Kratom: Legal for civilians, not for service members

  • Published
  • By Capt. Joseph Cachuela
  • 17th Training Wing Legal Office
One of the newest entries into the U.S. drug market is Kratom, an organic substance originally from Southeast Asia.

Derived from a tree, it is typically used for its varying stimulant and sedative effects, depending on the dosage. It is usually sold as crushed leaves, powder, extract or capsules. Most users ingest Kratom by smoking it or soaking it in tea. It is an addictive drug, and there have been several cases of addicts experiencing psychotic symptoms, to include hallucinations, delusion and confusion.

Because of its relatively recent rise in popularity, Kratom can still be purchased legally from smoke shops or over the Internet and is advertised as a legal drug. While that is true, it has not yet been placed on the Drug Enforcement Administration Controlled Substances List, and is not approved for use by military members. The use of Kratom can be charged as a violation of the Air Force's rules on the use of mind-altering substances.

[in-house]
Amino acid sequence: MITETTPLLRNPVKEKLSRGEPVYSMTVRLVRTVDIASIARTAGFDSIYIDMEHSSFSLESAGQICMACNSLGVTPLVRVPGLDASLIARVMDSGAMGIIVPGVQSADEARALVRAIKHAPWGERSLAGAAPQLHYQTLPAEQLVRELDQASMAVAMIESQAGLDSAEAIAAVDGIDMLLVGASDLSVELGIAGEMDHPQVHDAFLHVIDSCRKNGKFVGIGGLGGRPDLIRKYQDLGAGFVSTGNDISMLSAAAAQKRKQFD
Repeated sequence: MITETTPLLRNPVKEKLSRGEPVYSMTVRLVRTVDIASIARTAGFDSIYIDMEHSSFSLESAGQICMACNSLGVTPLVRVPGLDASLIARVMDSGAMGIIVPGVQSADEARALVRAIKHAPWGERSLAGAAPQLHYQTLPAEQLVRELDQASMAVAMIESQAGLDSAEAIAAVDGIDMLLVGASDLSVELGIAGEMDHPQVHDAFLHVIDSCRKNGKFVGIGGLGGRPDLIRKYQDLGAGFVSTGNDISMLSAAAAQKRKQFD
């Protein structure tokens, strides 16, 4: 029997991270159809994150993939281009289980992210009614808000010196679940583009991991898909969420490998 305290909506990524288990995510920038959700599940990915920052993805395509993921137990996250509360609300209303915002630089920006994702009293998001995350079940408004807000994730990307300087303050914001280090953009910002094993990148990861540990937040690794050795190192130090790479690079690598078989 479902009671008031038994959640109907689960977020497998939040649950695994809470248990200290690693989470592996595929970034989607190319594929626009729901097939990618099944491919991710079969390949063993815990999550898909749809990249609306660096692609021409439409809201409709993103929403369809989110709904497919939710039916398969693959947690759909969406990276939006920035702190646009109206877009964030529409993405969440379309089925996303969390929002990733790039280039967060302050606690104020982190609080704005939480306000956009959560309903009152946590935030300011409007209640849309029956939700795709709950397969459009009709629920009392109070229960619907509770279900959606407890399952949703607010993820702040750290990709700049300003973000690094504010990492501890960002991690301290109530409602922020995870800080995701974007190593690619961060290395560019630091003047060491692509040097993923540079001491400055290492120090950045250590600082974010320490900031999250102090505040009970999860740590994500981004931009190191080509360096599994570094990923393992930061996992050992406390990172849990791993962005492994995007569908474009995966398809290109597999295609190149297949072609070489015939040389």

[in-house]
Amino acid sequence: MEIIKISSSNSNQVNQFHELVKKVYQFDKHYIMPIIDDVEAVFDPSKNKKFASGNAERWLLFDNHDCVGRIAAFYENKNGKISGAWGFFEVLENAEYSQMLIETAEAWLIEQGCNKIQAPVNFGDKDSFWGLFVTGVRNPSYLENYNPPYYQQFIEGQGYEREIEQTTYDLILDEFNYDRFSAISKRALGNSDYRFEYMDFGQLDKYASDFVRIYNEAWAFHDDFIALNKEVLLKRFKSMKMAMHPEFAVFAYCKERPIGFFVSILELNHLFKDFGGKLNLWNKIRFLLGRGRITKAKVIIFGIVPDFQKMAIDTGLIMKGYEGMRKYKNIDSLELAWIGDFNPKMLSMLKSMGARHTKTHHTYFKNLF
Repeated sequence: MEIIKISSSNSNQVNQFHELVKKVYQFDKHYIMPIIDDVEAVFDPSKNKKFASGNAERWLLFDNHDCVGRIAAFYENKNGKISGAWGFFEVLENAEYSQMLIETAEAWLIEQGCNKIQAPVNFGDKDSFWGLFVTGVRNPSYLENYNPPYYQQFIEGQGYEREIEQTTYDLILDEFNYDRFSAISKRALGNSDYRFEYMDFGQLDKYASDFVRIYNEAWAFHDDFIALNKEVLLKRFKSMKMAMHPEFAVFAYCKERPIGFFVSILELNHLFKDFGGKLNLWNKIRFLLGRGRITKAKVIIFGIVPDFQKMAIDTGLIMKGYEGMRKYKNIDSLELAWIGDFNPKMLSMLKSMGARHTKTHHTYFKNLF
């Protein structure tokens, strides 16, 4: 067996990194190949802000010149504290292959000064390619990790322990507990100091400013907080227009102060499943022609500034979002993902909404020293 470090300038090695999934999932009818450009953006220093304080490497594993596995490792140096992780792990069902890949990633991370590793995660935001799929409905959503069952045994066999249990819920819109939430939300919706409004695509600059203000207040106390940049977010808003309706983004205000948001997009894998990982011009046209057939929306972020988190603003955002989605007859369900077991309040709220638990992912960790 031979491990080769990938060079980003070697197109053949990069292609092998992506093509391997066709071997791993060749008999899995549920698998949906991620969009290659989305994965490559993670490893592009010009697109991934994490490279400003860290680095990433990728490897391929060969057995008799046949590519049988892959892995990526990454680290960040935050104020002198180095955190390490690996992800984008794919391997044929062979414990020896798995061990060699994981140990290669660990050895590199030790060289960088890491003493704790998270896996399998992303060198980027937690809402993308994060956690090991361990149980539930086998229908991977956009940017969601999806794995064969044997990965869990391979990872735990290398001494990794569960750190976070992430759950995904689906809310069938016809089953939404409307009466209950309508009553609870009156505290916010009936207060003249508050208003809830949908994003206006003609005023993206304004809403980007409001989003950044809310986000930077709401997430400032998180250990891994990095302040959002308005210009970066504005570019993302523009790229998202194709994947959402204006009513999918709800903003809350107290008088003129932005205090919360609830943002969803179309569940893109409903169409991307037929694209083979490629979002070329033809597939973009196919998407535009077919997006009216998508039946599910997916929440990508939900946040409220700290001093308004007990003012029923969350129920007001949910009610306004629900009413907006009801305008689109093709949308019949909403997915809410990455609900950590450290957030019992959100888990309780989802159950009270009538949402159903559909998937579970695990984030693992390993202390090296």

According to Air Force Instruction 44-121, paragraph 3.5.6, the Air Force prohibits, "the knowing use of any intoxicating substance, other than the lawful use of alcohol or tobacco products, that is inhaled, injected, consumed or introduced into the body in any manner to alter mood or function." Airmen should be aware that its use is prohibited and can be charged as an offense under Article 92 of the Uniform Code of Military Justice.

This is a serious drug with serious consequences.